HomeUncategorizedU.K. Mangement Company 42 Talks Cannes, Los Angeles Office – The Hollywood...

U.K. Mangement Company 42 Talks Cannes, Los Angeles Office – The Hollywood Reporter

Five years ago, 42, the British production and management company, which included Nicolas Hoult and Ralph Fiennes among its clients, made its way across the pond. Modeled after U.S. outfits like Entertainment 360 and Anonymous Content, 42 has jumped into the crowded territory of American managers-producers, with a Beverly Hills office run by people. co-founder and manager Josh Varney and producer Ben Pugh lead.

Netflix early adopters, 42’s media already includes streaming features like the much-watched vampire movie night teeth and sci-fi movies outside the wire, starring Damson Idris and Anthony Mackie. Theatrically, there was the Cuban Missile Crisis Carrierstarring Benedict Cumberbatch, and Focus Features’ Silent Twinspremiered at Cannes in 2022. In terms of M&A, in 2020, 42 sold a minority stake to Lionsgate and earlier this year the company acquired OB, a music video and promotional apparel. fox.

This year 42 is at the Cannes market with an adaptation of the book by Tom Michell Penguin lessons starring Steve Coogan. Before landing in the Riviera, Varney and Pugh talked to CHEAP on US-UK manufacturing relations, the WGA strike and what’s next for 42.

What is the thinking behind launching an LA outpost?

VARNEY The aim has always been to build in two of the key markets in which our clients operate. We started sales in London 10 years ago — Ben was an advertising and music video producer, then film — and I was an agent at ICM in London and Independent Talent. We have always admired the management and production company model, that representatives and producers can coexist peacefully. We started this business really with one core goal: to build a global footprint — although it makes me laugh when I say “global” because it’s really just London and Los Angeles. We adore companies like Anonymous Content and 3 Arts and Management 360, so we set up that version in London first. It has become a truly competitive environment – production management – in a way that it was not when we first started. Once the agencies have merged, we have many opportunities to attract talented people.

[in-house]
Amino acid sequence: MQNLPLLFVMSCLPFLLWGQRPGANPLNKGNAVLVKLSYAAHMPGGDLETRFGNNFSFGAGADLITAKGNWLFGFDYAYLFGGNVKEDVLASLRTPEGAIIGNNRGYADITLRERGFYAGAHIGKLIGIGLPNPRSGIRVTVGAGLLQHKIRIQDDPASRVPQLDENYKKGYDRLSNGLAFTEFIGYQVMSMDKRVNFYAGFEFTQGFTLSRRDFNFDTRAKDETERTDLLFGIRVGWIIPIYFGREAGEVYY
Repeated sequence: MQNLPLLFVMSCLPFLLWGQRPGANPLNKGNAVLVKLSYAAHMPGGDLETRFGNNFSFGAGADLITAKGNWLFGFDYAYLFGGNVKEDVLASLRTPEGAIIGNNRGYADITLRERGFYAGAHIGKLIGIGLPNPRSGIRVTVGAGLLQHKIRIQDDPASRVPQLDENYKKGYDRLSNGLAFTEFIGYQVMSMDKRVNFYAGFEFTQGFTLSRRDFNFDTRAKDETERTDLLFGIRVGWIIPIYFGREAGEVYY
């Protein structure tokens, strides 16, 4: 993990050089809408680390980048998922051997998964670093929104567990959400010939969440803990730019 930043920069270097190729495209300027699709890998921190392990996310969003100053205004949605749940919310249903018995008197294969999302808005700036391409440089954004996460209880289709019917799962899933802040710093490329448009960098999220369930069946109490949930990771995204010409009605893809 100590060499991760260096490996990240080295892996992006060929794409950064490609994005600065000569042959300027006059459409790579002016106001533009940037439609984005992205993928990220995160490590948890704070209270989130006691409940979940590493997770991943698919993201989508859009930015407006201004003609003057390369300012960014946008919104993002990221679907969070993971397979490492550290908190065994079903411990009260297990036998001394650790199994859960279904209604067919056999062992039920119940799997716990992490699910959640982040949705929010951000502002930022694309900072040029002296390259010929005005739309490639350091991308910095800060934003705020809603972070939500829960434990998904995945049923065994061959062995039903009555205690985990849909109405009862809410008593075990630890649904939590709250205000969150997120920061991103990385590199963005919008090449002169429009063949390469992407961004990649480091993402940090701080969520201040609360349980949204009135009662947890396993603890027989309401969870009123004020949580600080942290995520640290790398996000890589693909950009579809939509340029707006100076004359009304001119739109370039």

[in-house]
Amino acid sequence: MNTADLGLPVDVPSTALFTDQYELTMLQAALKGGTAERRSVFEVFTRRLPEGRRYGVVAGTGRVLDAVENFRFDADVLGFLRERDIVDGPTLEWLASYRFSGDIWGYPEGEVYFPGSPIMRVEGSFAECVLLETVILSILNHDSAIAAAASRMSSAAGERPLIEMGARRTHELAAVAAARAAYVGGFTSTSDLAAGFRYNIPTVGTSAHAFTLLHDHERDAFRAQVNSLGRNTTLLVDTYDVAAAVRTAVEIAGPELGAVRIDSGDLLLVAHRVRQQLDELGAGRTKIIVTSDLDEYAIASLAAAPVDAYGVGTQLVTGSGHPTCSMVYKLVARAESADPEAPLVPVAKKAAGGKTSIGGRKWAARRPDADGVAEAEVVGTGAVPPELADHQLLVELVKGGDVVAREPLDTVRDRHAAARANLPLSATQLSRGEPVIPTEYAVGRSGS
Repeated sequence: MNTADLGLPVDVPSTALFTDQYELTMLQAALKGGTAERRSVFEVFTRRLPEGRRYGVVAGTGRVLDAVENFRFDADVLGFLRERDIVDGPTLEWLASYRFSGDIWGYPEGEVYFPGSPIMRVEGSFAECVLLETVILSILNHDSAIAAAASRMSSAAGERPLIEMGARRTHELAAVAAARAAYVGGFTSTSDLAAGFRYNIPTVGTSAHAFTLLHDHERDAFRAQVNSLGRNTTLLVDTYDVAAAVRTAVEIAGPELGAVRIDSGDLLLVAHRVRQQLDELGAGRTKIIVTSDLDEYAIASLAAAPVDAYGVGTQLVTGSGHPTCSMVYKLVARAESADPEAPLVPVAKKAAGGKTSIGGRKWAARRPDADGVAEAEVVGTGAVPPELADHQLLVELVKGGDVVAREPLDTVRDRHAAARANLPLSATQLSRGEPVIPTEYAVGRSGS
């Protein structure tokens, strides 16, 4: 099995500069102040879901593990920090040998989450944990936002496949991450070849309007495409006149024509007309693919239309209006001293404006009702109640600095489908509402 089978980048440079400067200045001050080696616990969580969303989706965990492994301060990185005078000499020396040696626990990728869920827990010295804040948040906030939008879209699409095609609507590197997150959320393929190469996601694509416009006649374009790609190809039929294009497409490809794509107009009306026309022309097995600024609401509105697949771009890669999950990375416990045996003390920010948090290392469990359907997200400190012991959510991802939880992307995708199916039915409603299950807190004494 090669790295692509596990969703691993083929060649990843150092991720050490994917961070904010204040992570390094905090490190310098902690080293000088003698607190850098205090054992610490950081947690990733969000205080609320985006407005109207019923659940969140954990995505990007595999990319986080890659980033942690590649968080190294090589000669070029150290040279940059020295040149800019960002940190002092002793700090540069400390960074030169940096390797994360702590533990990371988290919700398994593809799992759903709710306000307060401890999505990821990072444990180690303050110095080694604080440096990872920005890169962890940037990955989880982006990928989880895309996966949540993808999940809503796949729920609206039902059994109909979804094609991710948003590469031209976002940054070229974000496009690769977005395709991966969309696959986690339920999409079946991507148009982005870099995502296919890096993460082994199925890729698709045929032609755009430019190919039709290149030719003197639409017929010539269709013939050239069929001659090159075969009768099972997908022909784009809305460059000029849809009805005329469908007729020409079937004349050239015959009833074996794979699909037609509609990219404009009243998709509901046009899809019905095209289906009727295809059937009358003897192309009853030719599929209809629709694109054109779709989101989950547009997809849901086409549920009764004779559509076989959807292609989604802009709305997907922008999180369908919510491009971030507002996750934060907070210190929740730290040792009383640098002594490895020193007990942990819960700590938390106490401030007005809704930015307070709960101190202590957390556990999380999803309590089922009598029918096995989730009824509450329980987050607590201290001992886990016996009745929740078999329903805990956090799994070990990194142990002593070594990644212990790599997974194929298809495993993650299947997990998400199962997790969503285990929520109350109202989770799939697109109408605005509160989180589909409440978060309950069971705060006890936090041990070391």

PUGH From a production perspective, by the time I moved here, we started with production and then built up the management. We want to be in the US market in both film and television, and maintain our foothold in the international market. Now, those two markets are more interconnected than ever. Although the buyers are separate, they are often the same buyers in different markets. For those we are producing or we represent, understanding what one of those buyers may be doing in the domestic market versus what they may be doing in the UK or The pan-European market is really interesting. can provide. The management-production space is extremely cramped.

What was your yard in Hollywood when you came out and set up shop?

VARNEY I have never been characterized in the way that the UK has historically thought, which is ‘I don’t trust the American system’. I have always been a very different representative because I have always wanted to work with my American colleagues. It has certainly changed. When I was an assistant at ICM in London, it was definitely pre-internet, pre-email, and there was an hour in any day where you could talk on the phone with your American colleagues. What I saw as a young person starting a business was a kind of distrust. I never understood it well. Now, there are more trusting relationships on the pond. I think it’s really a generational change. This generation really wants to work globally because they only know global.